That reproductive isolation wouldn’t be complete, and the incipient species could exchange genes but gradually become full species due to the process of reinforcement. In this process, species that already have evolved some reproductive isolation—in the from of hybrid problems like hybrid sterility or inviability—then experience natural selection for increased sexual isolation, because those individuals in each incipient species that mated with their own kind would leave more genes than those which mate with the other kind. This could eventually lead to reproductive isolation, but also to the misleading appearance of monophyly among species due to gene exchange. This is not sympatric speciation because a period of geographic isolation would be necessary to evolve the “reproductive isolation” genes.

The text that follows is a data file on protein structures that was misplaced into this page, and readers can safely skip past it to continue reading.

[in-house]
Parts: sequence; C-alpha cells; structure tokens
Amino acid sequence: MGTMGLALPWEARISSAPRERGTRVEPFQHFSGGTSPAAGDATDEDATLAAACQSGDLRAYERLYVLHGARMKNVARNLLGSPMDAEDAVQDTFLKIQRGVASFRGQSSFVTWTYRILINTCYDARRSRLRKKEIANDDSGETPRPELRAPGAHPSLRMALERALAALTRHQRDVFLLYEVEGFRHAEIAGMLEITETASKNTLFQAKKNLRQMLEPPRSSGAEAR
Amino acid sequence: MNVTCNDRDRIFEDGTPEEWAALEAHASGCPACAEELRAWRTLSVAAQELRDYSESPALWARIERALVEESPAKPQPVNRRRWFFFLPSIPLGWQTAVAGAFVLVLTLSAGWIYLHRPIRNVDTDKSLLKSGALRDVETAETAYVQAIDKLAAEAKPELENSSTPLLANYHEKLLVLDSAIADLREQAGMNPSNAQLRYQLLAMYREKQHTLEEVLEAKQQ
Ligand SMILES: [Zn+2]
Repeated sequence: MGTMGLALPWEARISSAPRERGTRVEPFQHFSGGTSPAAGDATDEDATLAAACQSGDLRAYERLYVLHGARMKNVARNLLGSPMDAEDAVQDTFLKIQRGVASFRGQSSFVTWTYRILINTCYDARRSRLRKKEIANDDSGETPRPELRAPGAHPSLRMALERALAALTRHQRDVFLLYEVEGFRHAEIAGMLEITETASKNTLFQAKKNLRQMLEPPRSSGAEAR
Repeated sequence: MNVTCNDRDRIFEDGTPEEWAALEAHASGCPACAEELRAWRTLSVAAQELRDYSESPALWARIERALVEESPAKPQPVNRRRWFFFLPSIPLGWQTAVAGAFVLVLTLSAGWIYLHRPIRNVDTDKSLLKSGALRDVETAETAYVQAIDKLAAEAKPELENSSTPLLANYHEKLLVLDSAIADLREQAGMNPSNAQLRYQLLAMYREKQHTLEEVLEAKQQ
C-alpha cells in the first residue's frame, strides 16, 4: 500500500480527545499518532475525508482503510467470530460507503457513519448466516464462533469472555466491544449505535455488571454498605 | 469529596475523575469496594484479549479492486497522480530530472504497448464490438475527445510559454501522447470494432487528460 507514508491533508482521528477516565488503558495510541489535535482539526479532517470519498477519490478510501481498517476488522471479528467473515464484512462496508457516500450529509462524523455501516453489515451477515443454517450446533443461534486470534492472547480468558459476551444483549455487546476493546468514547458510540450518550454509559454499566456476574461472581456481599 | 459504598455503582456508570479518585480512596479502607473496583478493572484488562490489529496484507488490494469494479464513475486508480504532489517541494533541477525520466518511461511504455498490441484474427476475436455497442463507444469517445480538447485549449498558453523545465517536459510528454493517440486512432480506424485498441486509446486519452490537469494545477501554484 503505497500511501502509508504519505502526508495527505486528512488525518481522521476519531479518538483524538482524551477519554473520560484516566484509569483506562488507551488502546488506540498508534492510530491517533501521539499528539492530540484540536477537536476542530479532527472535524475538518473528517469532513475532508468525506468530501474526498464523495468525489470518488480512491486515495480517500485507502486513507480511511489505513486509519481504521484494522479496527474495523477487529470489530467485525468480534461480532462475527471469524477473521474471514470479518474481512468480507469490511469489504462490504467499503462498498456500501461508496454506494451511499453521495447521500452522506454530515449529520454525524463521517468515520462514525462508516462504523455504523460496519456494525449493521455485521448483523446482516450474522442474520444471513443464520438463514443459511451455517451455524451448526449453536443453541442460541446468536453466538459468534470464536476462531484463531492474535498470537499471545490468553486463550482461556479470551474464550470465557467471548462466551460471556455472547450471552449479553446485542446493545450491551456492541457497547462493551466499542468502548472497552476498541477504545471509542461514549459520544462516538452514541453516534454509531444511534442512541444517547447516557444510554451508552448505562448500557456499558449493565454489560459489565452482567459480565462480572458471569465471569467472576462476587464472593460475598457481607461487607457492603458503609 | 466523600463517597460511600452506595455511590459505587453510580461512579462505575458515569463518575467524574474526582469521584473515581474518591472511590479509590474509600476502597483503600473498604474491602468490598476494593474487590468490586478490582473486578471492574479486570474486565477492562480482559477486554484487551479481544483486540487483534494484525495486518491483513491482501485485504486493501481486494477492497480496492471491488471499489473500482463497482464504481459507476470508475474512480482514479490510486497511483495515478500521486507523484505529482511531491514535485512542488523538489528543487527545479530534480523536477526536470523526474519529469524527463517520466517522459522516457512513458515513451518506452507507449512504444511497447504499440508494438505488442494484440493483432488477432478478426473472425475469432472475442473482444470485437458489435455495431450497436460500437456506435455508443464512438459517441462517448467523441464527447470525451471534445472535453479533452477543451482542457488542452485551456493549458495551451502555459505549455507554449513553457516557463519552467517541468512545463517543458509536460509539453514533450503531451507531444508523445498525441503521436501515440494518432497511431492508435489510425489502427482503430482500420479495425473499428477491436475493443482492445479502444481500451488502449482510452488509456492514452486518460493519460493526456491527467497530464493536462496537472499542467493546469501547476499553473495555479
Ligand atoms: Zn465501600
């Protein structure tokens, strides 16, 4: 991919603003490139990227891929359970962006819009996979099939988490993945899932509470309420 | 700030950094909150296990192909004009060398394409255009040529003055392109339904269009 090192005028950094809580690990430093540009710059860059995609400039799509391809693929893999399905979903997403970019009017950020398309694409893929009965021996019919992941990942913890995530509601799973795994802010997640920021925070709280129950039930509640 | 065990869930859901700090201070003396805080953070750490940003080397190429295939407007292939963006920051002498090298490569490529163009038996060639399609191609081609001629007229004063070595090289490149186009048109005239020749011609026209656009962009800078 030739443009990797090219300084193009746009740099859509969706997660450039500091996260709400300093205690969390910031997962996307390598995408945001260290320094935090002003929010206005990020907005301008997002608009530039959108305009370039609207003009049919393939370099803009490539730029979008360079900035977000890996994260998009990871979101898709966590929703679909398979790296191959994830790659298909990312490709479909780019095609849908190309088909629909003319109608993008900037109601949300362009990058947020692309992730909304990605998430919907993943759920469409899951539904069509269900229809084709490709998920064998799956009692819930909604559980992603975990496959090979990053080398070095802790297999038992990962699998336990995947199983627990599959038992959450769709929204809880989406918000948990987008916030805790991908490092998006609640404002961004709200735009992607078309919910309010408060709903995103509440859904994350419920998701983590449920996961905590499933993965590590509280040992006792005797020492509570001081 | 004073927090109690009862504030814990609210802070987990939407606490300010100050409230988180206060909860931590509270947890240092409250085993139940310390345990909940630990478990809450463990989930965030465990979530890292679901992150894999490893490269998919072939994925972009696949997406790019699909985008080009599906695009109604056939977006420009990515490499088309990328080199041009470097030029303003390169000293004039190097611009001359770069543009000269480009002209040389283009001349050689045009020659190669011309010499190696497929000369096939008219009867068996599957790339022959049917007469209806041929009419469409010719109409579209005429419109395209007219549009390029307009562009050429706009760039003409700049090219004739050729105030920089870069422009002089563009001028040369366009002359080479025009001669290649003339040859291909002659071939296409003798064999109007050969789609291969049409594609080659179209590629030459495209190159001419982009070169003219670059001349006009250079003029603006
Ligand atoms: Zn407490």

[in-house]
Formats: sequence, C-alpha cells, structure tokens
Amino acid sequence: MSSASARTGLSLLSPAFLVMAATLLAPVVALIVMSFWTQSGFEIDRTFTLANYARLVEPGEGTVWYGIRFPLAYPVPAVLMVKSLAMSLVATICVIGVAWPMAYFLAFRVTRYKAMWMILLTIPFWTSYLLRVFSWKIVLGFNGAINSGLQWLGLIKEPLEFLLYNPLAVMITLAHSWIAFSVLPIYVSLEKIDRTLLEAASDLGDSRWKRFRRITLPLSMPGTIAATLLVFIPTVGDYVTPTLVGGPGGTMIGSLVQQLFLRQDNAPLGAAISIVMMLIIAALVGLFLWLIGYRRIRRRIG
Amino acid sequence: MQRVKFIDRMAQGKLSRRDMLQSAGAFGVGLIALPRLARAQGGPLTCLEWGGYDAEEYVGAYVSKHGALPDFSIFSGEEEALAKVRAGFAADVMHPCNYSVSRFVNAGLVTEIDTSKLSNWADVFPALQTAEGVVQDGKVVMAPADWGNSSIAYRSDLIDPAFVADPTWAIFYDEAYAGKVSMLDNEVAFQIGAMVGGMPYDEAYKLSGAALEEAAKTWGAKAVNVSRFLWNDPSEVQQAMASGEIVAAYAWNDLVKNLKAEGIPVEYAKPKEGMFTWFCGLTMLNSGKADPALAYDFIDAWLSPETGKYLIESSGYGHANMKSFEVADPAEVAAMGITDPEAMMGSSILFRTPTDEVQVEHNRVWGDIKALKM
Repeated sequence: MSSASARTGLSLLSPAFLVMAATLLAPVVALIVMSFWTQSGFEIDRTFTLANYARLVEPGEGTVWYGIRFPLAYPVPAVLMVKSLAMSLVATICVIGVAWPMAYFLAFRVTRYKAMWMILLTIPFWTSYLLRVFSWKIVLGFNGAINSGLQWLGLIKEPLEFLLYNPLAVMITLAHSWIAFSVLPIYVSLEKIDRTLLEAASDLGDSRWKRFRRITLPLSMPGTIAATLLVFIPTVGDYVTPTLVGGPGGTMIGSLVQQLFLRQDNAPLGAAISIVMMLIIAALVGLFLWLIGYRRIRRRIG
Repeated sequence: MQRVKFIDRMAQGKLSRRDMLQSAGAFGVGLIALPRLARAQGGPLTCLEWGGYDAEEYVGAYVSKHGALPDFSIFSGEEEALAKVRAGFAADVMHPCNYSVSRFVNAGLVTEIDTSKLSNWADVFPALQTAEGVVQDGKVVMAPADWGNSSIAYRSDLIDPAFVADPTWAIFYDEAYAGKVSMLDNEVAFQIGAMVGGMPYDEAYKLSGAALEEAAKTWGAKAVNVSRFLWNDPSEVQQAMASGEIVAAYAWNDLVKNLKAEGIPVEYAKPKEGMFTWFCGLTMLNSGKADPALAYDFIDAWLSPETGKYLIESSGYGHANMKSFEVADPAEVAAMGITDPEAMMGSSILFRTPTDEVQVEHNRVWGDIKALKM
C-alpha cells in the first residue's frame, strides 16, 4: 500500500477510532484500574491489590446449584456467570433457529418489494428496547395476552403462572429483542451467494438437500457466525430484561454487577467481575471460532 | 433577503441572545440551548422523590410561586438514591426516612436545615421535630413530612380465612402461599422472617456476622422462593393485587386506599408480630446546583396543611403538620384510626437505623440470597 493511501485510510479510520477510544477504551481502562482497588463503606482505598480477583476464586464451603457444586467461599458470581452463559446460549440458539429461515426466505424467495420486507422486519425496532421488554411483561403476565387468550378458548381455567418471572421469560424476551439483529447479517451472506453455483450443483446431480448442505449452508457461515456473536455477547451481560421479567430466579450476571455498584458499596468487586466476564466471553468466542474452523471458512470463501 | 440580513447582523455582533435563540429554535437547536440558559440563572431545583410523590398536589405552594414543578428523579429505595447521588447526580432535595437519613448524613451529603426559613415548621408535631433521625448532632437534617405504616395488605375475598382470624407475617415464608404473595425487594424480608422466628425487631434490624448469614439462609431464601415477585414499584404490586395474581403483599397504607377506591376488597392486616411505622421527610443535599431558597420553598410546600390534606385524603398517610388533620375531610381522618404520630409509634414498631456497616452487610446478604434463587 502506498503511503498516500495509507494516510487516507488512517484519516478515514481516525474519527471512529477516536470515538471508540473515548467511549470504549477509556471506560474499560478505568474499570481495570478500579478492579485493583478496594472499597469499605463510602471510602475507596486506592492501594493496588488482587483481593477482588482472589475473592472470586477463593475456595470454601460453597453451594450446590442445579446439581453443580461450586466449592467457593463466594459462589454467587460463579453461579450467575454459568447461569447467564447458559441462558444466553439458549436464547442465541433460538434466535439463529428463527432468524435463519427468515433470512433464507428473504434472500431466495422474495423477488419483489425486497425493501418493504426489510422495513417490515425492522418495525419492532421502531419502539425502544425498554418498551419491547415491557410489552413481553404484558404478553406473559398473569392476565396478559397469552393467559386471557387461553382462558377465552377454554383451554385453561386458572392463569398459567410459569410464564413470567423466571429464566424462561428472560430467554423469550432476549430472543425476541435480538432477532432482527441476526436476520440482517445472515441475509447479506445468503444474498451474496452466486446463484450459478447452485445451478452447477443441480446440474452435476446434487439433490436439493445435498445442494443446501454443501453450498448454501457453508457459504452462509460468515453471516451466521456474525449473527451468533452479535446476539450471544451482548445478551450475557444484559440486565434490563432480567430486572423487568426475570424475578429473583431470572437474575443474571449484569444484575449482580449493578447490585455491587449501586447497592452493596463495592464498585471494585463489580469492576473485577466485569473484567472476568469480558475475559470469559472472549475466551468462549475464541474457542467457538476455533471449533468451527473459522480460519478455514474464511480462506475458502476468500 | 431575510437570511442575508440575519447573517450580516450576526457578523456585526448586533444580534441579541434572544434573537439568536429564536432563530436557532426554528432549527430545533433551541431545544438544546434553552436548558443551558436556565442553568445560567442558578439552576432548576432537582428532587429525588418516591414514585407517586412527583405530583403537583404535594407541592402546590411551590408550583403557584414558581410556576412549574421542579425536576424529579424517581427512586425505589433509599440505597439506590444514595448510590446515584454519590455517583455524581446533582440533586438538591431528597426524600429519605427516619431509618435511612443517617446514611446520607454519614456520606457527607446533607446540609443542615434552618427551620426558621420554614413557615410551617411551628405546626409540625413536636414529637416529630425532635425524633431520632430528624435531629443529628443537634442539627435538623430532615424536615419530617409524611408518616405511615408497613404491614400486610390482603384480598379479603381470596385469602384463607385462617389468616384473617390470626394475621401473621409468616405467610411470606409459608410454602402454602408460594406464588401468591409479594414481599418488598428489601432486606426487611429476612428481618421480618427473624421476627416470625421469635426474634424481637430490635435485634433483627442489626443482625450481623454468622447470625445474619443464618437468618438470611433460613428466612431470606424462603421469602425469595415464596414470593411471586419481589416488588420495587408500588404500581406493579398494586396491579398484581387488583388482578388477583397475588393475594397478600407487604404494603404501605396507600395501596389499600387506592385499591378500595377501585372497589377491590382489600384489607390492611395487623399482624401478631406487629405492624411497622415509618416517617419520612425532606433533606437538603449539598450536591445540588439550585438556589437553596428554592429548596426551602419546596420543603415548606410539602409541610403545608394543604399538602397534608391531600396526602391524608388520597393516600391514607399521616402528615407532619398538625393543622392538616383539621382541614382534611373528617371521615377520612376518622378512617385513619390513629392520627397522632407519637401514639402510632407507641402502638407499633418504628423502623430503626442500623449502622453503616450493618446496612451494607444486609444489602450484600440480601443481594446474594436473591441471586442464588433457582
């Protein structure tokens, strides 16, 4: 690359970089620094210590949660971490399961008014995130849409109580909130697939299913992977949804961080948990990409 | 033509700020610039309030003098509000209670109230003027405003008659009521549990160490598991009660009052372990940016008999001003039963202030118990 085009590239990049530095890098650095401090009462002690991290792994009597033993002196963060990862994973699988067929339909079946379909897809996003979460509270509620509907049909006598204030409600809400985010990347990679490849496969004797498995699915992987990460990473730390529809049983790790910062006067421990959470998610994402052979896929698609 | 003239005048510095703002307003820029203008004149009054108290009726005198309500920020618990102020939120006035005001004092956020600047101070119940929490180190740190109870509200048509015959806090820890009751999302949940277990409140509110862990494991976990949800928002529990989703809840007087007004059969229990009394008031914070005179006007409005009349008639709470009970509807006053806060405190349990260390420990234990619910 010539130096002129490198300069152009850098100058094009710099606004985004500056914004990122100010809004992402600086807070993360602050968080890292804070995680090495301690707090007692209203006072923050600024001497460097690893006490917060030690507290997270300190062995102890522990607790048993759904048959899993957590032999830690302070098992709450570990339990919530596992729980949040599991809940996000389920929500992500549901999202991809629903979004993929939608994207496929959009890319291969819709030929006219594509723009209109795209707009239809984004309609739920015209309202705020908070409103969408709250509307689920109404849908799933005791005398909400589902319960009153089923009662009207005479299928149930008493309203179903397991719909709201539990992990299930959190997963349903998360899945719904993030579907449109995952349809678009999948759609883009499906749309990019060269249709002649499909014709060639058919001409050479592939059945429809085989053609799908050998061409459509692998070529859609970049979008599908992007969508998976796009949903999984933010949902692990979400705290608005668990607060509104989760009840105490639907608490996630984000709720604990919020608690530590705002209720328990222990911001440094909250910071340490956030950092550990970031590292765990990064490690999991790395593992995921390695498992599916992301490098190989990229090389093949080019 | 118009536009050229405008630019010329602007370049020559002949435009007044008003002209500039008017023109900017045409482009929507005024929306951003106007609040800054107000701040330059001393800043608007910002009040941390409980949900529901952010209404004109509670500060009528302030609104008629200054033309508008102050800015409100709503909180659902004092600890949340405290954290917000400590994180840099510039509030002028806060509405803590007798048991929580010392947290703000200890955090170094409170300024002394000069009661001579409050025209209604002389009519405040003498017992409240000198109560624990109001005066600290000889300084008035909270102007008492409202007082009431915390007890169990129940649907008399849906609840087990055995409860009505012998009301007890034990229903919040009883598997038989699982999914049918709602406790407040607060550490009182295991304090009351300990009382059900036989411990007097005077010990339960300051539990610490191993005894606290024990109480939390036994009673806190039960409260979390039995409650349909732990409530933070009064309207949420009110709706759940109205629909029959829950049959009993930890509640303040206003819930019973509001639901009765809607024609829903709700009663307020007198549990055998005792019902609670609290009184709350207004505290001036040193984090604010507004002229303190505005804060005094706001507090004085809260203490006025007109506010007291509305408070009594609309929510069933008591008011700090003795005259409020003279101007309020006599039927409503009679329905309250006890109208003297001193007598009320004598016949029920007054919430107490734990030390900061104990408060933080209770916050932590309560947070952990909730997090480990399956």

An alternative scenario involves multiple colonizations of the lake by either different ancestral species or, as above, different segments of a single ancestral lineage at different times. The multiple colonists could then form a hybrid swarm, with copious mixing of genes, and then that swarm could sort itself out into different species in the crater lake. Again, some allopatry is required.
In both cases, the gene exchange that occurred while new species were forming in the lake gives them the appearance of all descending from a single ancestor that invaded only once, but in reality the speciation involved an allopatric (geographically isolated) phase.
Whatever happened, the signal of gene exchange is clear, and pretty much eliminates these two crater-lake radiations as a result of purely sympatric speciation. (I hasten to add that some of the genetic divergence between species surely evolved within the crater, but the reproductive isolation also required an allopatric phase for at least part of the process.)